The U.S. has as many as eight parking spaces per car. That’s more than a billion parking spaces, or one for every person in China, should they need them once they’re done buying all our post-crash assets for jiǎos on the yuán. This isn’t just overkill — it’s stupid, destructive, expensive overkill.
1. Parking spaces are bad for the environment at least three different ways, says PRI.
“A recent study found that parking spaces may be just as environmentally harmful as the cars that fill them. […]
It takes a lot of energy to create a parking space, including the creation and transportation of asphalt. The asphalt also traps heat, which artificially raises the temperature of cities. This, in turn, “puts an additional load on buildings to increase air conditioning,” says [Mikhail Chester, lead author of a study from UC Berkeley on parking spaces.] Water runoff due to paved surfaces has [been] shown to dramatically affect water environments near cities.
2. “Free” parking costs you money. Downtown, every parking space is that much less square footage of tax-paying building adding to the economic vitality of your local business district. This is one of the few issues where progressives and libertarians are on the same page, or should be, says Streetsblog.
3. Parking is the most voracious devourer of some of the most valuable land in a city, reports Inside Science News.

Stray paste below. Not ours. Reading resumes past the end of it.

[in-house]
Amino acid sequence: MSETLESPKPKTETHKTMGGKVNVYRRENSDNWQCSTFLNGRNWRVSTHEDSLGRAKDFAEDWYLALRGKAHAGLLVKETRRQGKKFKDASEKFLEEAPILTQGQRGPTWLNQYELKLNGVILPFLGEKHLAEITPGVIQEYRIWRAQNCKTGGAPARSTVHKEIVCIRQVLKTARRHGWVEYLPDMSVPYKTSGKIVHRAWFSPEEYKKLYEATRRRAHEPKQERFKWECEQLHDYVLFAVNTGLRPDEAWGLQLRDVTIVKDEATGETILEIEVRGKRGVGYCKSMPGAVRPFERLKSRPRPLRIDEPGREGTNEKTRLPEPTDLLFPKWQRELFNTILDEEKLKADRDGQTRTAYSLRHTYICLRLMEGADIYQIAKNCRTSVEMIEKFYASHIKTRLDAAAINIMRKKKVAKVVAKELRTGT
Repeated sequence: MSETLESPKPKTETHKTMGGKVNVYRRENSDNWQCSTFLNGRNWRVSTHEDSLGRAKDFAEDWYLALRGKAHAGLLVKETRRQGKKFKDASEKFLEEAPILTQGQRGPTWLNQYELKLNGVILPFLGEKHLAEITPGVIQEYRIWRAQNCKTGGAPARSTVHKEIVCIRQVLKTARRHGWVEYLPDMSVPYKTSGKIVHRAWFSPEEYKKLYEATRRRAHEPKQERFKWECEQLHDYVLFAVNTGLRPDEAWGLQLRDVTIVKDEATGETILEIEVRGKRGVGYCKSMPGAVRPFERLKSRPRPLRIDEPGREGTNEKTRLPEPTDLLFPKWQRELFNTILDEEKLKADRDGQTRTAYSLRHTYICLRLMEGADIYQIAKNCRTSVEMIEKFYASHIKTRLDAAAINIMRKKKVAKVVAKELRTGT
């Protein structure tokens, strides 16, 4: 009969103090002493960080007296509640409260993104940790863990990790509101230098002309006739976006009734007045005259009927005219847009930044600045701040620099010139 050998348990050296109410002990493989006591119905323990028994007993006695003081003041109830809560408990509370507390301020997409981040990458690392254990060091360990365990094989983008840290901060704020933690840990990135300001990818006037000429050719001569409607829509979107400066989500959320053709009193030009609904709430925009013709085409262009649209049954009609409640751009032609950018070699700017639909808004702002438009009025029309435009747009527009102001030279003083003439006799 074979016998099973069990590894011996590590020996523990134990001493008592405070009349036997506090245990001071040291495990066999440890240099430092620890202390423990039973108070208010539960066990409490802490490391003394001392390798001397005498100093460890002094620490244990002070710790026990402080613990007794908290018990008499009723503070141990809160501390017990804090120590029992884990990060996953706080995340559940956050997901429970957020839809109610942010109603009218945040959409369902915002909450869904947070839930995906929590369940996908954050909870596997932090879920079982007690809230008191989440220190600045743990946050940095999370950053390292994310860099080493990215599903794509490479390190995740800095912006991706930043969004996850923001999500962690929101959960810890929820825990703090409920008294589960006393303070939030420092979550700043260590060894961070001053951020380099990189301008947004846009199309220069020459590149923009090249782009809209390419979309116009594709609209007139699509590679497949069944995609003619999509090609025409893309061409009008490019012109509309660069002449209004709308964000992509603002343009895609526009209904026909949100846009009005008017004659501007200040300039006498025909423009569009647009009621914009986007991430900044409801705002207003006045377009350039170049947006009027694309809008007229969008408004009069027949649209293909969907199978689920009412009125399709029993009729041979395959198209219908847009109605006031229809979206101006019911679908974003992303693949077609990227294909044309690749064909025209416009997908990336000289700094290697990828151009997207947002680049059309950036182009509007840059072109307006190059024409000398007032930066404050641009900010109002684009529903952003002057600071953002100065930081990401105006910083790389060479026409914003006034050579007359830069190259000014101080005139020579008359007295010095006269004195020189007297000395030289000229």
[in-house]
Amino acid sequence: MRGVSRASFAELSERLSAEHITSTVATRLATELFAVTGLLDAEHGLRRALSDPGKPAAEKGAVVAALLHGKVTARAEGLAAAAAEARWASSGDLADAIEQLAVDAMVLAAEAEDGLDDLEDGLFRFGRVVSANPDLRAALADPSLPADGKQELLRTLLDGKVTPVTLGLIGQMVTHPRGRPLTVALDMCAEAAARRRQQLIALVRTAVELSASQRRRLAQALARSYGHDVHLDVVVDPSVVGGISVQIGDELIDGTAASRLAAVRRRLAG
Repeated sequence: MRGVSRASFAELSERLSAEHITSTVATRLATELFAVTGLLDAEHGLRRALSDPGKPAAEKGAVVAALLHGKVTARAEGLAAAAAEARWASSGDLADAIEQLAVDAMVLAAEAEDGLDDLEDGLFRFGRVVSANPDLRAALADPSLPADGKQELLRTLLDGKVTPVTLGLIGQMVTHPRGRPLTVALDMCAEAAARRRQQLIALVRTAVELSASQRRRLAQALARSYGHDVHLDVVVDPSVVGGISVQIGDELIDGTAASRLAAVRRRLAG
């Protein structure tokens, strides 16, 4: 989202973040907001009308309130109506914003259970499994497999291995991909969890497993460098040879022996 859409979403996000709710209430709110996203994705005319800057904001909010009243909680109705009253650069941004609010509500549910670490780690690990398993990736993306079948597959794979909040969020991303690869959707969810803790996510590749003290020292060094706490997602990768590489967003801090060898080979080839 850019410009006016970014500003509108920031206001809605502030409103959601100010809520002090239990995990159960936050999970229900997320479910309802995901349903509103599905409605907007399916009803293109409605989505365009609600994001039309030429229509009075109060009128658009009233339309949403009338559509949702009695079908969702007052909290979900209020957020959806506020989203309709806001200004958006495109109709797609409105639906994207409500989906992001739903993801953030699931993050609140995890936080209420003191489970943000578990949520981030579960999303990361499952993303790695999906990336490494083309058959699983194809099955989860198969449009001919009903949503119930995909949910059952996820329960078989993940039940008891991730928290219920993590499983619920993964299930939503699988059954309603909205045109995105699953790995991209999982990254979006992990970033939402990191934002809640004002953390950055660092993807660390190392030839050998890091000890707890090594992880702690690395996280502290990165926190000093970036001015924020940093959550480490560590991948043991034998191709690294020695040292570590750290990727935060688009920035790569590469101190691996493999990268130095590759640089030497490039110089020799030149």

“[Parking] is the single biggest land use in any city,” says Donald Shoup, a UCLA urban planning professor who is the guru of parking reform. “It’s kind of like dark matter in the universe, we know it’s there, but we don’t have any idea how much there is.”
4. Free parking encourages bad behavior. Even bars are mandated to offer free parking, points out Jon Hiskes at Grist. Isn’t this an issue MADD should be all over?
5. Cities are missing out on huge revenues by not charging fair market rate for in-demand parking spaces. San Francisco has rolled out smart parking meters with “demand-responsive pricing” that ratchet up the price of a space as the supply dwindles, to as much as $6 an hour, reports Engadget. In other words, they’re finally catching up with your high school economics class.
6. Smart parking meters can reduce traffic by eliminating the need to circle the block. Notoriously parking-unfriendly Park Slope in Brooklyn — aka “no-Park Slope” — tried out smart parking meters with demand-sensitive pricing, and it increased turnover of spots, allowing more people to get in, get out and get their entitled stroller-pushing business done.